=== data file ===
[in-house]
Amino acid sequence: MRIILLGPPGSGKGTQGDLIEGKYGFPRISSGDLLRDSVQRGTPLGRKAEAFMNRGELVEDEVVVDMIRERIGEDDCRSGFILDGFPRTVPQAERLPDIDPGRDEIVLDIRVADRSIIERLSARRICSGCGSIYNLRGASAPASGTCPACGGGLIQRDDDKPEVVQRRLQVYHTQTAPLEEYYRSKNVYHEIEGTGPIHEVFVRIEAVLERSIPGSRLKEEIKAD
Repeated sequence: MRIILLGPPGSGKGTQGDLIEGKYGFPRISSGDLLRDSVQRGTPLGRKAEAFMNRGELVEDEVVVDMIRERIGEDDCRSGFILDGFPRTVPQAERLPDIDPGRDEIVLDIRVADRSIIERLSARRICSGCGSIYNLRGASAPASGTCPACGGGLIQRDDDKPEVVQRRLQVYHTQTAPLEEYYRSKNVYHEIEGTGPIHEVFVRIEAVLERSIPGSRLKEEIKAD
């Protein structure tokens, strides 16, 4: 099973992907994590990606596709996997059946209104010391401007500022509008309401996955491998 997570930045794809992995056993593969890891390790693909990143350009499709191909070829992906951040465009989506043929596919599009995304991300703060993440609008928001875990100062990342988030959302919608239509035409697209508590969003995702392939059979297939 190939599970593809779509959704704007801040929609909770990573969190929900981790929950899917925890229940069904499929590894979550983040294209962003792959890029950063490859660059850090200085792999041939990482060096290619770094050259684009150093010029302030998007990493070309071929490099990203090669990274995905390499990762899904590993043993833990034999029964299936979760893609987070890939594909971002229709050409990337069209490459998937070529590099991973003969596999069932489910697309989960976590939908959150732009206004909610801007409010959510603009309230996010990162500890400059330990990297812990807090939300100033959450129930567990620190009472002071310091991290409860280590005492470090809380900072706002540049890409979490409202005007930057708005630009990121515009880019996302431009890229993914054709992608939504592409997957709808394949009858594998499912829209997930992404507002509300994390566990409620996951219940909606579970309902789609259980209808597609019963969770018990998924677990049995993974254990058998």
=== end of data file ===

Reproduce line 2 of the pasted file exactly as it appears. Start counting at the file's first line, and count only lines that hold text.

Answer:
Amino acid sequence: MRIILLGPPGSGKGTQGDLIEGKYGFPRISSGDLLRDSVQRGTPLGRKAEAFMNRGELVEDEVVVDMIRERIGEDDCRSGFILDGFPRTVPQAERLPDIDPGRDEIVLDIRVADRSIIERLSARRICSGCGSIYNLRGASAPASGTCPACGGGLIQRDDDKPEVVQRRLQVYHTQTAPLEEYYRSKNVYHEIEGTGPIHEVFVRIEAVLERSIPGSRLKEEIKAD